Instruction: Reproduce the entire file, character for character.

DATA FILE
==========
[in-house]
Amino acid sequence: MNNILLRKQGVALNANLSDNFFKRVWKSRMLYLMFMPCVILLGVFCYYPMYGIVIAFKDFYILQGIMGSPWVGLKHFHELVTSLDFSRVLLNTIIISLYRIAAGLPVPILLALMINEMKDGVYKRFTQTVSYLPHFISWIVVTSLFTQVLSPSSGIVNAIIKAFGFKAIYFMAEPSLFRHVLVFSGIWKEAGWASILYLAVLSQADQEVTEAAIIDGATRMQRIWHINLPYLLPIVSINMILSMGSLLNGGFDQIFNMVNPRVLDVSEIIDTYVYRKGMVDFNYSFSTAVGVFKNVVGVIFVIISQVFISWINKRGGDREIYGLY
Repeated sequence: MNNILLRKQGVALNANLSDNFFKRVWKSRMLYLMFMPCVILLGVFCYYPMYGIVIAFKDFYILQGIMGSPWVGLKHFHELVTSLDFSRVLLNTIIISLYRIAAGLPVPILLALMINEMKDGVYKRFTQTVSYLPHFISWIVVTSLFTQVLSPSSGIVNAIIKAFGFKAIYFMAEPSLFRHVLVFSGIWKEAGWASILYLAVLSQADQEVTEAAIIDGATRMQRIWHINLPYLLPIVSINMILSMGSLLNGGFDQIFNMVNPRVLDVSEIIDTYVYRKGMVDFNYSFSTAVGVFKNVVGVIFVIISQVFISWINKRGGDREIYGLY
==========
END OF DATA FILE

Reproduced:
[in-house]
Amino acid sequence: MNNILLRKQGVALNANLSDNFFKRVWKSRMLYLMFMPCVILLGVFCYYPMYGIVIAFKDFYILQGIMGSPWVGLKHFHELVTSLDFSRVLLNTIIISLYRIAAGLPVPILLALMINEMKDGVYKRFTQTVSYLPHFISWIVVTSLFTQVLSPSSGIVNAIIKAFGFKAIYFMAEPSLFRHVLVFSGIWKEAGWASILYLAVLSQADQEVTEAAIIDGATRMQRIWHINLPYLLPIVSINMILSMGSLLNGGFDQIFNMVNPRVLDVSEIIDTYVYRKGMVDFNYSFSTAVGVFKNVVGVIFVIISQVFISWINKRGGDREIYGLY
Repeated sequence: MNNILLRKQGVALNANLSDNFFKRVWKSRMLYLMFMPCVILLGVFCYYPMYGIVIAFKDFYILQGIMGSPWVGLKHFHELVTSLDFSRVLLNTIIISLYRIAAGLPVPILLALMINEMKDGVYKRFTQTVSYLPHFISWIVVTSLFTQVLSPSSGIVNAIIKAFGFKAIYFMAEPSLFRHVLVFSGIWKEAGWASILYLAVLSQADQEVTEAAIIDGATRMQRIWHINLPYLLPIVSINMILSMGSLLNGGFDQIFNMVNPRVLDVSEIIDTYVYRKGMVDFNYSFSTAVGVFKNVVGVIFVIISQVFISWINKRGGDREIYGLY